Hallucinations are basically sensations which are not real. Imagine hearing voices around you, addressing you or speaking about you, and believing they are real, but not being able to find the source. The experience would undoubtedly be very horrific and shocking. This is exactly what a person suffering from Schizophrenia can be going through, except the voices he/she hears are not real.
One of the major symptoms of Schizophrenia is that the patient starts believing in absurd and unrealistic things. These delusional thoughts are often linked with hallucinations, which further cement the patient’s unrealistic suspicions.
Schizophrenics generally believe they are being watched, tracked, followed and chased by unknown enemies. They don’t have any facts to back such suspicions but often believe them with full conviction.
People suffering from Schizophrenia start losing track of their own words and thoughts. They will abruptly change the topic of a conversation and will not be able to stay focused. They might even start speaking unintelligibly, without being able to make sense of what they say or read.
Schizophrenics lose track of their own grooming and appearance. They may start dressing odd and neglecting personal care. Mood swings are also very common and their behavior can change in an instant from mild to violent.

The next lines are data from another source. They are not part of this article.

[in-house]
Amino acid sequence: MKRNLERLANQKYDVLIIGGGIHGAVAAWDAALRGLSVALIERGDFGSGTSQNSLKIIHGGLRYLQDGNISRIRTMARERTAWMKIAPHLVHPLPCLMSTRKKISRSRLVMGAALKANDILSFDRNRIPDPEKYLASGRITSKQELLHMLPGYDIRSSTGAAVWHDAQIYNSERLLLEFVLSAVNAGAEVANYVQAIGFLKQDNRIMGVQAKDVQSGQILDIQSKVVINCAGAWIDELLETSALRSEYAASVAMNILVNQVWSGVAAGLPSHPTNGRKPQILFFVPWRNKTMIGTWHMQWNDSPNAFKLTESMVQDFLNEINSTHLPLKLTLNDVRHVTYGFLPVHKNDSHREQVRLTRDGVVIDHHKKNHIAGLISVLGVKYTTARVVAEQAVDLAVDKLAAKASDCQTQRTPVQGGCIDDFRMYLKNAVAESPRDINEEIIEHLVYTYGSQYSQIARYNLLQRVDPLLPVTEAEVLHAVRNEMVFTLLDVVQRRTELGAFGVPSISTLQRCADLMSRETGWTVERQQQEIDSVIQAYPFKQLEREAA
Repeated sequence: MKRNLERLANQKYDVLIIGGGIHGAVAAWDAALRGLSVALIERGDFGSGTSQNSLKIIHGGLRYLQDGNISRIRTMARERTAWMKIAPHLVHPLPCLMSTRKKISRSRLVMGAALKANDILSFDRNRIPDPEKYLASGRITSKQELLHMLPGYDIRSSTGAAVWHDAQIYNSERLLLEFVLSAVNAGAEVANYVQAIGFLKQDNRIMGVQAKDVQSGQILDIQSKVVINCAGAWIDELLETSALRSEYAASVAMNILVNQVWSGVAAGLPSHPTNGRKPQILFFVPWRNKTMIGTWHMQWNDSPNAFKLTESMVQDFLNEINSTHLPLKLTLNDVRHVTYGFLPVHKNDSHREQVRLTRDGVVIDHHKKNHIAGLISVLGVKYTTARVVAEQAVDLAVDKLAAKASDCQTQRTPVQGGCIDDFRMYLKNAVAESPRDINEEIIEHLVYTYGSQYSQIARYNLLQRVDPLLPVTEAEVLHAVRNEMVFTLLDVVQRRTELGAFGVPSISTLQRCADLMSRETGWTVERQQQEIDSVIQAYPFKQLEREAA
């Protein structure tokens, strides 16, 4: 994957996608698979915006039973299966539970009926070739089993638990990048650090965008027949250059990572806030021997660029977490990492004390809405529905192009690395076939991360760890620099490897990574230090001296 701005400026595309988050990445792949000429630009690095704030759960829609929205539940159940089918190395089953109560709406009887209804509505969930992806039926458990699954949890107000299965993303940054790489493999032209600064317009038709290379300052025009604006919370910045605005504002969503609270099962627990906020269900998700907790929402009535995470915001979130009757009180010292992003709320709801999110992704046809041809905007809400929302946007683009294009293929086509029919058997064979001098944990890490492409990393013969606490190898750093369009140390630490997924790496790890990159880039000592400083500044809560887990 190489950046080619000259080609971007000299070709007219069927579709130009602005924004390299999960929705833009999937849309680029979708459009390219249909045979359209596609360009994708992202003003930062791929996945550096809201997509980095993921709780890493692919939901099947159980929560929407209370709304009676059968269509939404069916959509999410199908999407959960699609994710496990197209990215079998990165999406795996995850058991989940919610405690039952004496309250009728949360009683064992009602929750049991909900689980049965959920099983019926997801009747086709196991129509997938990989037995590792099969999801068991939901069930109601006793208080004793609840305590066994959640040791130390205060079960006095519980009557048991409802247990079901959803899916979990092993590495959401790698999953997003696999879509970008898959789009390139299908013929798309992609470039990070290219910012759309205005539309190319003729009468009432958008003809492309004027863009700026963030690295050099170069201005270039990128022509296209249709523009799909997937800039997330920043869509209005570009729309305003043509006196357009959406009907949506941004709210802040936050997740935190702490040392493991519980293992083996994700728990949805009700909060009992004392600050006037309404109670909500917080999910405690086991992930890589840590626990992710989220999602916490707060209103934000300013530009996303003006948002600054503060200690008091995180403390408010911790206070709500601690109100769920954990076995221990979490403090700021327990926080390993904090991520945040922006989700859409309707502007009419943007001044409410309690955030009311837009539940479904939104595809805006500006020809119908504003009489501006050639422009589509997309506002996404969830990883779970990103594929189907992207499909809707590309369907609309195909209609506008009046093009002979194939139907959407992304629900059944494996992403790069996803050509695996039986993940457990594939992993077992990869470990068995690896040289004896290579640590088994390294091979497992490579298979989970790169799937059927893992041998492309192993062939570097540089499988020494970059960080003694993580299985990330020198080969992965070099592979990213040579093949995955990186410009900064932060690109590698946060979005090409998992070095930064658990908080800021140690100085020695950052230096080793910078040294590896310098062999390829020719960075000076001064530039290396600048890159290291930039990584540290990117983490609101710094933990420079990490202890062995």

Some patients have reported feeling like they are being controlled by someone else, who is manipulating their thoughts.
Quite obviously, the negative symptoms of schizophrenia are much harder to identify than the positive ones. These include isolation, being socially cut off and losing interest in personal grooming and appearance.
Generally, these symptoms are considered part of the normal ups and downs of life. These symptoms can lead to losing the support of friends and family and pushing the patient even deeper into his mental suffering.
It is important to identify these symptoms correctly so that the patient can be treated rather than being considered rude or lazy.